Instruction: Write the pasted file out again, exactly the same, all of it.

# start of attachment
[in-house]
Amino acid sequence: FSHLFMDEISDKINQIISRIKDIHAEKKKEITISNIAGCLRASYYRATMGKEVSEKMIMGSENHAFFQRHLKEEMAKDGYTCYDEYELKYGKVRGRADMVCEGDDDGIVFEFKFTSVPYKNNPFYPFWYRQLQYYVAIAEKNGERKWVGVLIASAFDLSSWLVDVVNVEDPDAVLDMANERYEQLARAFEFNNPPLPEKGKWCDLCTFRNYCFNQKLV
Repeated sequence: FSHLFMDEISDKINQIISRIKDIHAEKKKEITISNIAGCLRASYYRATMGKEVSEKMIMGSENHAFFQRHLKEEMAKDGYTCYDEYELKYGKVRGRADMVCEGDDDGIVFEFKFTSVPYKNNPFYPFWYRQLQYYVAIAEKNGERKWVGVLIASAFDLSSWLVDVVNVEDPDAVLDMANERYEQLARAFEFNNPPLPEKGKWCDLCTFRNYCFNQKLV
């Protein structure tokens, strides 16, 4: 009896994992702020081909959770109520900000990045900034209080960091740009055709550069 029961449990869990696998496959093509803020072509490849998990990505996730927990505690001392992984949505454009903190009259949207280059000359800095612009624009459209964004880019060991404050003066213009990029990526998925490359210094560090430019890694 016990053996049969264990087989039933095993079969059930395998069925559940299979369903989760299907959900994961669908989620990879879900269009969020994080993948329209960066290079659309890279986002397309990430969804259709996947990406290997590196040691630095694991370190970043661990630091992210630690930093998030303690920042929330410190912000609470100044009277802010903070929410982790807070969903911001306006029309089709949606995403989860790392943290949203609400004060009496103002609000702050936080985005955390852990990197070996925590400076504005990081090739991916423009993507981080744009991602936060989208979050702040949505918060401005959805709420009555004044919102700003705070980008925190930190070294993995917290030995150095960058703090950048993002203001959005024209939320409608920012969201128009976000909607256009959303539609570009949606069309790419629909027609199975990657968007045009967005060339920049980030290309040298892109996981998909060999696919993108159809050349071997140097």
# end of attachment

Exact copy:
[in-house]
Amino acid sequence: FSHLFMDEISDKINQIISRIKDIHAEKKKEITISNIAGCLRASYYRATMGKEVSEKMIMGSENHAFFQRHLKEEMAKDGYTCYDEYELKYGKVRGRADMVCEGDDDGIVFEFKFTSVPYKNNPFYPFWYRQLQYYVAIAEKNGERKWVGVLIASAFDLSSWLVDVVNVEDPDAVLDMANERYEQLARAFEFNNPPLPEKGKWCDLCTFRNYCFNQKLV
Repeated sequence: FSHLFMDEISDKINQIISRIKDIHAEKKKEITISNIAGCLRASYYRATMGKEVSEKMIMGSENHAFFQRHLKEEMAKDGYTCYDEYELKYGKVRGRADMVCEGDDDGIVFEFKFTSVPYKNNPFYPFWYRQLQYYVAIAEKNGERKWVGVLIASAFDLSSWLVDVVNVEDPDAVLDMANERYEQLARAFEFNNPPLPEKGKWCDLCTFRNYCFNQKLV
């Protein structure tokens, strides 16, 4: 009896994992702020081909959770109520900000990045900034209080960091740009055709550069 029961449990869990696998496959093509803020072509490849998990990505996730927990505690001392992984949505454009903190009259949207280059000359800095612009624009459209964004880019060991404050003066213009990029990526998925490359210094560090430019890694 016990053996049969264990087989039933095993079969059930395998069925559940299979369903989760299907959900994961669908989620990879879900269009969020994080993948329209960066290079659309890279986002397309990430969804259709996947990406290997590196040691630095694991370190970043661990630091992210630690930093998030303690920042929330410190912000609470100044009277802010903070929410982790807070969903911001306006029309089709949606995403989860790392943290949203609400004060009496103002609000702050936080985005955390852990990197070996925590400076504005990081090739991916423009993507981080744009991602936060989208979050702040949505918060401005959805709420009555004044919102700003705070980008925190930190070294993995917290030995150095960058703090950048993002203001959005024209939320409608920012969201128009976000909607256009959303539609570009949606069309790419629909027609199975990657968007045009967005060339920049980030290309040298892109996981998909060999696919993108159809050349071997140097």